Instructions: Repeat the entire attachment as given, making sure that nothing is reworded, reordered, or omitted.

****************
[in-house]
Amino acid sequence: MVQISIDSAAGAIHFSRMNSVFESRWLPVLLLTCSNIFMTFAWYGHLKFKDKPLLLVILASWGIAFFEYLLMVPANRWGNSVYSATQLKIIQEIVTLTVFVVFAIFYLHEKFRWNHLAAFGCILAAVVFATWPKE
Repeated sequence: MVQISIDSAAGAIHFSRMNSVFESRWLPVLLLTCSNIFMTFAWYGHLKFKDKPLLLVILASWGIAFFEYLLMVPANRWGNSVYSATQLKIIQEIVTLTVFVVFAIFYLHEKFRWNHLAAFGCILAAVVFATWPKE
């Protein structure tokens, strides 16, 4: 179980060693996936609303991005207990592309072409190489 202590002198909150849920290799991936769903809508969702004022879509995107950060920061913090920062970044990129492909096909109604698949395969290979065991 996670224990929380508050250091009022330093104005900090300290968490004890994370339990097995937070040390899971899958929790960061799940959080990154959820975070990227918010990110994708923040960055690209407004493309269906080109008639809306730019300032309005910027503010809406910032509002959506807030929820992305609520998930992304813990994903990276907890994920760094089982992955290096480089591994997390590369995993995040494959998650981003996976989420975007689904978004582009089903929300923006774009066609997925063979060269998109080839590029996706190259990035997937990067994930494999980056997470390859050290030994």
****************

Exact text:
[in-house]
Amino acid sequence: MVQISIDSAAGAIHFSRMNSVFESRWLPVLLLTCSNIFMTFAWYGHLKFKDKPLLLVILASWGIAFFEYLLMVPANRWGNSVYSATQLKIIQEIVTLTVFVVFAIFYLHEKFRWNHLAAFGCILAAVVFATWPKE
Repeated sequence: MVQISIDSAAGAIHFSRMNSVFESRWLPVLLLTCSNIFMTFAWYGHLKFKDKPLLLVILASWGIAFFEYLLMVPANRWGNSVYSATQLKIIQEIVTLTVFVVFAIFYLHEKFRWNHLAAFGCILAAVVFATWPKE
């Protein structure tokens, strides 16, 4: 179980060693996936609303991005207990592309072409190489 202590002198909150849920290799991936769903809508969702004022879509995107950060920061913090920062970044990129492909096909109604698949395969290979065991 996670224990929380508050250091009022330093104005900090300290968490004890994370339990097995937070040390899971899958929790960061799940959080990154959820975070990227918010990110994708923040960055690209407004493309269906080109008639809306730019300032309005910027503010809406910032509002959506807030929820992305609520998930992304813990994903990276907890994920760094089982992955290096480089591994997390590369995993995040494959998650981003996976989420975007689904978004582009089903929300923006774009066609997925063979060269998109080839590029996706190259990035997937990067994930494999980056997470390859050290030994």